Korean Shelter

What More Can We Do for Our Rescue Dogs?

For some dogs, the adoption journey is scary and confusing. They don’t understand where they are going, why they had to leave their “home” (the shelter they have become familiar with), and how they ended up in a new home with new people. Despite how comfortable and welcoming we try to make their surroundings, they need to find their trust and confidence in their own time.

But in spite of all the confusion and uncertainty, other dogs just seem to immediately know they have arrived to safety, and lend their trust in knowing they will be taken care of. Somehow, despite never knowing the warmth of a cozy home or the comfort of a fluffy bed, they seem to figure it out immediately. Knowing comfort is instinctive despite having never experienced it.

Is Doing Our Best Enough?

We are often resolved to accept that doing our best is the best we can do. Our best is enough. But sometimes when faced with the realities of what we are up against, we are left to wonder what more we can do. The recent winter in Korea has brought record-breaking, extreme temperatures that even we as humans have found it difficult to adapt to. It has not been uncommon for temperatures to drop down to below -20 Celsius.

We have always committed to supporting our shelter dogs by any means possible, especially when “winterizing” for the season. Dogs are provided winter jackets, heating sources, and insulation for outdoor kennels. However, while all these arrangements do make outdoor kennel living conditions more tolerable, the difference is in fact quite marginal.

Seeing our dogs having to live through such conditions has made us feel our efforts have been inadequate. But unless we are able to find the space and resources to build an indoor, heated facility for over 600 dogs, there is not much more can do. This time of year is especially difficult for senior dogs. Despite having lived through many winters at the shelter, one can never fully adapt to such harsh conditions.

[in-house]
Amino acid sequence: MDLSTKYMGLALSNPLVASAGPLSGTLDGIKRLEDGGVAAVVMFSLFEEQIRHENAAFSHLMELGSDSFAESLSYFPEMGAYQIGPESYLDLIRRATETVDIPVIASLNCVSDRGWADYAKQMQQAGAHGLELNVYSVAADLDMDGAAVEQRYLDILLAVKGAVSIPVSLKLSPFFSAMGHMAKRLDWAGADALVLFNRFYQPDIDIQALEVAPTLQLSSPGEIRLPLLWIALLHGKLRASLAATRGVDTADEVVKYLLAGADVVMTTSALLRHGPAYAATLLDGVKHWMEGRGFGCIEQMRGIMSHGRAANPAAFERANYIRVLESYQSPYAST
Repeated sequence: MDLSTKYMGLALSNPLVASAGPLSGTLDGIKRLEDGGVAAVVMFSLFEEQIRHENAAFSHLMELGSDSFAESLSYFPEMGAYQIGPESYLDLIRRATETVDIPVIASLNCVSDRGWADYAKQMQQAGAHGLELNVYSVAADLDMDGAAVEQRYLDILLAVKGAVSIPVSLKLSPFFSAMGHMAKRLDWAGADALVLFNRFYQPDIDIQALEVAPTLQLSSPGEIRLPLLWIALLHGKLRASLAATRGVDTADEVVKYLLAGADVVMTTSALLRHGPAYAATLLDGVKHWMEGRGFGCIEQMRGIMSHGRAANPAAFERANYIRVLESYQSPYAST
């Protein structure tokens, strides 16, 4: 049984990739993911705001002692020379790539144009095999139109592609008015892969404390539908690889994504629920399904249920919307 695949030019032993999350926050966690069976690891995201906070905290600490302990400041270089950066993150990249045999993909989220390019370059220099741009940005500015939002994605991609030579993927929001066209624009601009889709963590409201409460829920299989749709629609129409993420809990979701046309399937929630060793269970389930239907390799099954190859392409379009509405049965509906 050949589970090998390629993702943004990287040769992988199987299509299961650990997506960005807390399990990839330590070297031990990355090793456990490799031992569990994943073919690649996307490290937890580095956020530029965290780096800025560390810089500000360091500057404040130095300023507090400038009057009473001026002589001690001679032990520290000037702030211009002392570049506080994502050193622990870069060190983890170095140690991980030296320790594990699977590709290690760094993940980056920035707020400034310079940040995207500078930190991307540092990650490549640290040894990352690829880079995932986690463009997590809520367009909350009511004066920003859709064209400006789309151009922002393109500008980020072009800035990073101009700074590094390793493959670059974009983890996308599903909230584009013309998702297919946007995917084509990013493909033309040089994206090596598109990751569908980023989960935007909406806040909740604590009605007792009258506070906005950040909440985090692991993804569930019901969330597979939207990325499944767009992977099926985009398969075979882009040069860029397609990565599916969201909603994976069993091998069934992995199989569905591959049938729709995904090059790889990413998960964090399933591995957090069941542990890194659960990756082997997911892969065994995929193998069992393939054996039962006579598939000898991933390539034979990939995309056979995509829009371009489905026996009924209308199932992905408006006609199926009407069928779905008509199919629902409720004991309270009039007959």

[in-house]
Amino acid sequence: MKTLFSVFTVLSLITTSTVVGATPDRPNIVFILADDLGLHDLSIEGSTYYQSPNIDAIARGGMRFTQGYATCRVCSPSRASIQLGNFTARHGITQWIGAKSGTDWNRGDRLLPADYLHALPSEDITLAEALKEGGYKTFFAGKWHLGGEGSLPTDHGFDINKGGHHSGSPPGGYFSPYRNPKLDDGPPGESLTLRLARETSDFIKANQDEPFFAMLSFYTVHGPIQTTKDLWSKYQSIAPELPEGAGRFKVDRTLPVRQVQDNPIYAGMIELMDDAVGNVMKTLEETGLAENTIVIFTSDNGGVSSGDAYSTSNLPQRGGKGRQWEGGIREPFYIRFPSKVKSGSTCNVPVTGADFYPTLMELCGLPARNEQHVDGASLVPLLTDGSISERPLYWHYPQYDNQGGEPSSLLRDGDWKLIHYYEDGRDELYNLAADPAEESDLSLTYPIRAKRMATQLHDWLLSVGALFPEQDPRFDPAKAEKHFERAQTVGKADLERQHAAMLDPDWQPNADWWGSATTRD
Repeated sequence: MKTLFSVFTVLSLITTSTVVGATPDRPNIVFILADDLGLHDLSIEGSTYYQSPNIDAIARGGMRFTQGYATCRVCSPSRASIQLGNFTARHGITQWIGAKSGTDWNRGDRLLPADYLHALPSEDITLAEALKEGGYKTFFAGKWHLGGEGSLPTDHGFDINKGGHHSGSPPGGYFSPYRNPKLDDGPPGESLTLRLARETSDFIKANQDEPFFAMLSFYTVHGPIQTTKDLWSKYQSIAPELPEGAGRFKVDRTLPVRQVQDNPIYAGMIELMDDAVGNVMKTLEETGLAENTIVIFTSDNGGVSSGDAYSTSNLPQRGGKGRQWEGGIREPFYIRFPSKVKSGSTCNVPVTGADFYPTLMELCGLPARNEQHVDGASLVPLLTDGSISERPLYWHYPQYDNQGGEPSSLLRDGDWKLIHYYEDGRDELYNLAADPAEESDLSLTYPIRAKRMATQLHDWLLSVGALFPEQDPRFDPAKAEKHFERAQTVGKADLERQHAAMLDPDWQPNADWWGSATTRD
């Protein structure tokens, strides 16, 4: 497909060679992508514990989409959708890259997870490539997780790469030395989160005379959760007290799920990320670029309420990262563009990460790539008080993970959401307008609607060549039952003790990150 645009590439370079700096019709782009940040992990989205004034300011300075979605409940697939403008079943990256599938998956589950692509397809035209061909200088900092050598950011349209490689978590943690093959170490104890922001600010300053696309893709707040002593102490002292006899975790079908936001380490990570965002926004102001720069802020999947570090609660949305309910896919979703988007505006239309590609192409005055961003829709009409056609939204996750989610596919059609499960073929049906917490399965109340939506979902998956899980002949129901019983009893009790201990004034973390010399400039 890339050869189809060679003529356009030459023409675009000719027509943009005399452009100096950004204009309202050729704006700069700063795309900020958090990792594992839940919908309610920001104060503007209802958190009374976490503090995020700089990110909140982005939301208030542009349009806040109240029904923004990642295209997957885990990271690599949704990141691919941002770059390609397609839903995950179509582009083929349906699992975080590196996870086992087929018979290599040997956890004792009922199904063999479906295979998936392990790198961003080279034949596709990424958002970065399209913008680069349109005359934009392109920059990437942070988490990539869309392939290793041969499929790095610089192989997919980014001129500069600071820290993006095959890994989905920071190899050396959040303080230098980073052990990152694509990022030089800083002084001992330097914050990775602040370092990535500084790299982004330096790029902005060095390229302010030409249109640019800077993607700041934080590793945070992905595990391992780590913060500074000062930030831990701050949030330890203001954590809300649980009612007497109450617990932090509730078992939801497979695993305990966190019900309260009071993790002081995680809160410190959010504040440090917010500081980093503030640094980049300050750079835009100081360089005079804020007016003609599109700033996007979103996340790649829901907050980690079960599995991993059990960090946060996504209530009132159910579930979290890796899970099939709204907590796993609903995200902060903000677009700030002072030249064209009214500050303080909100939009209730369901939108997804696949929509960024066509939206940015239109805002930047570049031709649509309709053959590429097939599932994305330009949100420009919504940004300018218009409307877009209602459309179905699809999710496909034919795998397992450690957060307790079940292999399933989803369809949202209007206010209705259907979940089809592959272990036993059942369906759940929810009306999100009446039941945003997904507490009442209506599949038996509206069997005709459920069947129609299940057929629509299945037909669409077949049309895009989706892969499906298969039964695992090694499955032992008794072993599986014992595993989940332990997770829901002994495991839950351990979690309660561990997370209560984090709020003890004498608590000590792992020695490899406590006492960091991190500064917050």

What is the Solution?

The reality is, the only opportunity these dogs have to escape their circumstances towards a better life is to find a forever home. Given an overpopulation crisis and low local adoption rates, many of these dogs will spend the majority, if not their entire lives living in these humble conditions. Although we have done our best to find homes for as many dogs in the system as possible, there are not enough willing adopters out there.

There are many reasons people are apprehensive about adoption, and choose to avoid it altogether. Adopting a dog can come with challenges, and we strive to be open and honest about them so people can make informed decisions on what is best for both their family and future family member. But in promoting education and awareness of the good, the bad, and the ugly, we never want the latter two to overshadow the good, because the positive aspects are what matter most. As one of our followers once said, life does not have to be perfect to be wonderful.

Meet Some of Our Seasoned Alumni

Funny enough, some of our longest-standing shelter residents have had the shortest adjustment periods in their forever homes. Perhaps it is because they intuitively know their lives have changed for the better. Perhaps intuition comes with age and experience. We don’t know for sure, but we do know time and time again, they have broken down stereotypes and prejudices surrounding shelter dogs. They have almost always exceeded our expectations.

For every person who chooses against adoption, another dog loses its chance at a forever home. On the other hand, each time a shelter dog is adopted, it helps save the lives of 2 dogs – the one who found their forever home, and another dog who gets triaged into the shelter in hopes of being the next one off to greener pastures.

It can be disheartening when despite our best efforts, there is still a long and winding road ahead. Is our best enough? Absolutely. Is there room for improvement? Always. Can we achieve this alone? The problem is much bigger than we can handle. The rescue takes a village and a multitude of collaborative efforts. Our only hope is that by sharing truths and experiences, more people will join us in working to become the solution to the problem.

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